To prove that I still have some funny bones that can move without aching, I registered for the Erma Bombeck Writers’ Workshop in Dayton, Ohio. Then I applied and was selected to perform a stand-up comedy routine. As a vindication for unappreciated class clowns everywhere, I was excited to perform in front of a room full of laughing people drinking wine. That’s my target audience.
So, I packed my bag and flew to Dayton, mumbling my routine on the plane. No one bothers a 62-year-old woman talking to herself, so it was a pleasant trip. I arrived at the registration table to retrieve the official Erma Bombeck tote bag and materials. Then I found a glass of wine and a good chair and examined the program. The most difficult decisions were choosing which of the 37 amazing workshops I would attend. I felt like it was Happy Hour at the wine bar and every selection was top shelf.
Here’s a synopsis of the eight workshops I attended. “Chick Wit: Writing the Humorous Memoir” became a comedy sketch by bestselling author Lisa Scottoline and her delightful daughter Francesca Serritella. The audience was howling by 9:30 am – and that was without needing adult beverages. Their advice was to find humor in the details of ordinary life, make the mundane hilarious, and remember that tragedy plus time equals comedy. That’s why my long life is one timeless joke.
“Exploit a joke about yourself,” said Scottoline. “When I have too many gray chin hairs, I’m an Amish man!”
Then I attended a Stand-Up Comedy Book Camp by Leighann Lord, a sassy comic who performs around the world and writes a weekly humor blog titled The Urban Erma. She coached those of us participating in the Stand-up Comedy Program. She advised us to go for the first laugh and open strong, and to remember that the audience immediately spots a fraud. She said to sense the tolerance but don’t be afraid to be edgy because people want to laugh or they wouldn’t be there.
“Expletives are like cooking with spices,” she said. “Don’t overuse or you’ll ruin the recipe.”
After a festive and fun-filled lunch, we broke for one of five workshops. I chose “Column Writing: How Personal is Too Personal?” Sometimes I worry if my blogs provide too much information as I write about irritable bowel syndrome, midlife mating, and my adventures with eldercare. This workshop was taught by Gina Barreca, the wild and wonderful author of eight books, including the bestselling They Used to Call Me Snow White But I Drifted. She noted that women are often the objects and victims of humor but we can change that perception. Women should embrace their calling to write and be funny.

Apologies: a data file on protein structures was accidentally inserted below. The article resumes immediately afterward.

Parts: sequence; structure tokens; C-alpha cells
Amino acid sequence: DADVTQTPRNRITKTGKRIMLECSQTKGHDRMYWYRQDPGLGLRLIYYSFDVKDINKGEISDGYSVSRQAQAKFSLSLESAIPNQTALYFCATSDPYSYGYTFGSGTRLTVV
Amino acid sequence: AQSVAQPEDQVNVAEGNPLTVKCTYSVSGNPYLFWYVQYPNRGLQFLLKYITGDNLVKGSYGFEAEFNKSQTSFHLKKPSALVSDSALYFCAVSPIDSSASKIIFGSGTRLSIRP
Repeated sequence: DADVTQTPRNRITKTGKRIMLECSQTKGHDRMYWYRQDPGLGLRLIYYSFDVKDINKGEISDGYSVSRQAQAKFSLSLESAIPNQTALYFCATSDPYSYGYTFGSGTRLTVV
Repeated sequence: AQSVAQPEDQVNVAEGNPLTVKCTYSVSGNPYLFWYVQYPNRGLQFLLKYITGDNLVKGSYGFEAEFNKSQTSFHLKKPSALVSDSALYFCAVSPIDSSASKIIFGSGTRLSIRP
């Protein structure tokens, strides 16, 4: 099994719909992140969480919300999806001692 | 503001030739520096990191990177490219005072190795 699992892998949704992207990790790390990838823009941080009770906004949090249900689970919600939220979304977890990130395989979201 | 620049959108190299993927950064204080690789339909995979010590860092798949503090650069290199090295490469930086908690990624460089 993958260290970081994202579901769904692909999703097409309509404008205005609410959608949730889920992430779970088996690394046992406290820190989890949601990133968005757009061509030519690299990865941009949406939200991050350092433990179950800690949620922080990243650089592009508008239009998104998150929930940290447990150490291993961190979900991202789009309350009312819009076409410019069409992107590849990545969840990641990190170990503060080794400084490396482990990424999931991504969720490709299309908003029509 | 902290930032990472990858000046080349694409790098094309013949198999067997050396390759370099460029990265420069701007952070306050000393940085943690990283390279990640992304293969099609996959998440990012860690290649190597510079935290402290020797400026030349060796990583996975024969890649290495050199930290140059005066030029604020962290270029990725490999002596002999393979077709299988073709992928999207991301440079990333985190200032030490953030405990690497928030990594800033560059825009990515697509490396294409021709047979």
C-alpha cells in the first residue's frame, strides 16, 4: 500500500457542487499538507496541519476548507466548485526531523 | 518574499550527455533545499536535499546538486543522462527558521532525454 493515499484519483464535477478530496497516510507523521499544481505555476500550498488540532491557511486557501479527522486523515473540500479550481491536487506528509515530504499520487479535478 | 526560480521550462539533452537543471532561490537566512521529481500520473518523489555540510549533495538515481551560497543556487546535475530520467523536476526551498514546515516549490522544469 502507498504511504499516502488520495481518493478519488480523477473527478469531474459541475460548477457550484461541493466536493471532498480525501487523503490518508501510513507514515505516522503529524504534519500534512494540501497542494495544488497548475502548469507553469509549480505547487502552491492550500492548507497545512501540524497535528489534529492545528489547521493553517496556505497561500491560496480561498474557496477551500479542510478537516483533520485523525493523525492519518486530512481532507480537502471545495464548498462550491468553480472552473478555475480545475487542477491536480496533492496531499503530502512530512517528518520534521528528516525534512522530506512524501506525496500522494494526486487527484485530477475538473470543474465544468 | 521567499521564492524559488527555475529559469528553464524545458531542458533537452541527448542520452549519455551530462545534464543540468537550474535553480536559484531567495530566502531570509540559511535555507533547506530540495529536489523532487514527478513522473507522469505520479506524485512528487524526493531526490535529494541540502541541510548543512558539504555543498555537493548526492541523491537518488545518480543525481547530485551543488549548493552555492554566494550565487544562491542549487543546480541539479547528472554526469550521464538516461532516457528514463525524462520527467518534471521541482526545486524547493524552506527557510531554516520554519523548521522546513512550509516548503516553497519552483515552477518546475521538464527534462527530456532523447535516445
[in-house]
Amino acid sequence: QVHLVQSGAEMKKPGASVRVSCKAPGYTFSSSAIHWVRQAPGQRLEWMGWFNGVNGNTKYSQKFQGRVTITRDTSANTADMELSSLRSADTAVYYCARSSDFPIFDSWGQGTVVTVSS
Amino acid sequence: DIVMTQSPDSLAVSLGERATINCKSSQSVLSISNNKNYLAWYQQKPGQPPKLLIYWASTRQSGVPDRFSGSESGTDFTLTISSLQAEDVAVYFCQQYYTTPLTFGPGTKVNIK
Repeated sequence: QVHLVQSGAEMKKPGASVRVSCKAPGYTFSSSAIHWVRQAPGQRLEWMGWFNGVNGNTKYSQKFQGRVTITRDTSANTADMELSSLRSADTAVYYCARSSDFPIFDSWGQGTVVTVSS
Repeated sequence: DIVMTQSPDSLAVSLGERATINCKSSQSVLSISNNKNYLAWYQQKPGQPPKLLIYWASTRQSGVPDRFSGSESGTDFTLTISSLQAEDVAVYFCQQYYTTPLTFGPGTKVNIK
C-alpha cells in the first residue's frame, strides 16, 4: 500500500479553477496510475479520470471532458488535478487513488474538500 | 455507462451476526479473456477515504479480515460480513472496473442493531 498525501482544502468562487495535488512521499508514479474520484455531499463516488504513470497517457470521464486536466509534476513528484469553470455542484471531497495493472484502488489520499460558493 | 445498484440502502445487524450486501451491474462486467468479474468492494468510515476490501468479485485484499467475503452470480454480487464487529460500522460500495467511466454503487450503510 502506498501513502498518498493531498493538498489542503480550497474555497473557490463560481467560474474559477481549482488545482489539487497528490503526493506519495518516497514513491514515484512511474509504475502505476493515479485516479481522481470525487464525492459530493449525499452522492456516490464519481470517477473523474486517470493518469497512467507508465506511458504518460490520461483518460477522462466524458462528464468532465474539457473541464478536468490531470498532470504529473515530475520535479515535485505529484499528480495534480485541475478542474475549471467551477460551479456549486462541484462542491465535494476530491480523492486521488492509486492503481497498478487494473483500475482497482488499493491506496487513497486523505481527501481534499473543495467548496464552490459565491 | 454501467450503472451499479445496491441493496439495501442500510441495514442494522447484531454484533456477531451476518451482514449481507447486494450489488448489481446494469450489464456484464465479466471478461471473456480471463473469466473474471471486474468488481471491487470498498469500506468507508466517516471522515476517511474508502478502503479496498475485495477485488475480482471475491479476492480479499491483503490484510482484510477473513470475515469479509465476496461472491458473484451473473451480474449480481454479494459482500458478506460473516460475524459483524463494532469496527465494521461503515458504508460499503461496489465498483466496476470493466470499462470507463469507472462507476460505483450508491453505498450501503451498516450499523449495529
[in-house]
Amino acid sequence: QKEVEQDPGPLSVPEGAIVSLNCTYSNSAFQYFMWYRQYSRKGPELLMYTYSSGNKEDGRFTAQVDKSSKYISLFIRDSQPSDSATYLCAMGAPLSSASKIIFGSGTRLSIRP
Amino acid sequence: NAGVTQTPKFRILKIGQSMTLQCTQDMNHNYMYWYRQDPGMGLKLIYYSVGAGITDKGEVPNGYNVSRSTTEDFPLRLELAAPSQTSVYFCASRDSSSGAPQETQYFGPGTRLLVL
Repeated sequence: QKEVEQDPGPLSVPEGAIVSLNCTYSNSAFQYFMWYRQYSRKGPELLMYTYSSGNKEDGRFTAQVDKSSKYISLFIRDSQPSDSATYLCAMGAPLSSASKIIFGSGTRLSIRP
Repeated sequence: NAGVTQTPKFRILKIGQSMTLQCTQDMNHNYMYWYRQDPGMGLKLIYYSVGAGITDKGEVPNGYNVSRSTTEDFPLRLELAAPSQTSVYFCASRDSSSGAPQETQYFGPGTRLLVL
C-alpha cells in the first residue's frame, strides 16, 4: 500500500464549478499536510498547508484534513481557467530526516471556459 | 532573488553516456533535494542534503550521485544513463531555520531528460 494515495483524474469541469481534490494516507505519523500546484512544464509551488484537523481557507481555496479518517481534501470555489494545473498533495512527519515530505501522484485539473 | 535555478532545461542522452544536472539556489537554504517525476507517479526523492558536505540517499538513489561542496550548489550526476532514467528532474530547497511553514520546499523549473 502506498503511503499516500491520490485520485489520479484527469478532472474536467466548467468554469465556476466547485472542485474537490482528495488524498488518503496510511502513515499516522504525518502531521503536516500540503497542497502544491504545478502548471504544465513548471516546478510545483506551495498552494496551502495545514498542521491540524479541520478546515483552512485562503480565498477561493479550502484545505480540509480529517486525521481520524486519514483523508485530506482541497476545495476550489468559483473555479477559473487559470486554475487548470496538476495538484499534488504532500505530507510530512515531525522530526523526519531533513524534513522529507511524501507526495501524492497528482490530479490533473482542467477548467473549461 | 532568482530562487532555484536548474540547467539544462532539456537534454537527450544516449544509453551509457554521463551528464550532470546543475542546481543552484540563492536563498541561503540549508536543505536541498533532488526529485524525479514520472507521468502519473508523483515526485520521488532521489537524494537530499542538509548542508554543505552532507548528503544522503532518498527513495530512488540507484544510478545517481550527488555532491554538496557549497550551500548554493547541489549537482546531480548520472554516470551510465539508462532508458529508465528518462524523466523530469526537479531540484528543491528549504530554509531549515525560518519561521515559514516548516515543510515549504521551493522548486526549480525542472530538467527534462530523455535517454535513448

“Just stop apologizing for everything!” she said. “Shut the hell up about being sorry if it’s going to rain!”
“Women Writing Their Lives – Truth-Telling, Wisdom and Laughter” was a dynamic session led by Suzanne Braun Levine, the first editor of Ms. Magazine, Gina Barreca, bestselling humor author and professor, and Ilene Beckerman, who began her successful writing career at age 60 . These women inspired the rest of us to never give up, to keep writing, and to honor our distinct voice. Donna Cavanagh, founder of HumorOutcasts.com, challenged her group to “Write Out Loud” and learn the applications for social media. These workshops taught us that humor writing can be a serious business.
Tracy Beckerman, writer of the syndicated column “Lost in Suburbia,” gave a crash course in branding and instructed us how to define content, stake out a niche, and own a corner of the writing world. She provided valuable information about how to trademark and copyright our work, how to bundle with various social media sites, and what techniques to use to improve our web sites. It was a college course condensed into 60 minutes. By then, it was time for my nap but I was too energized to stop.
“Surround your brand but don’t suffocate it,” she said. “Don’t always do self-promotion but include other writers and other links.”
Judy Carter, the bestselling author of The Humor Bible, kept us in stitches as she told hilarious anecdotes and gave advice about how to use humor in public speaking. She said the first rule to being humorous was to start with a tragic or painful experience and then transform the story to make people laugh.
“Turn your problems into punchlines,” she said. “Humor is my anti-depressant of choice.”
The conference ended with the Stand-Up Comedy program, and as I walked on stage, I glanced at the larger-than-life picture of Erma Bombeck. I imagined that she smiled at me as I took the microphone. I told stories about cutting off a Spanx garment, dropping toenails in my soup, and farting during a massage. The presentation was different from the commence addresses I usually give to schools and universities. We all laughed together, and though I was one of the oldest ones at the event, at that moment I felt like a young and vibrant woman. Thanks, Erma.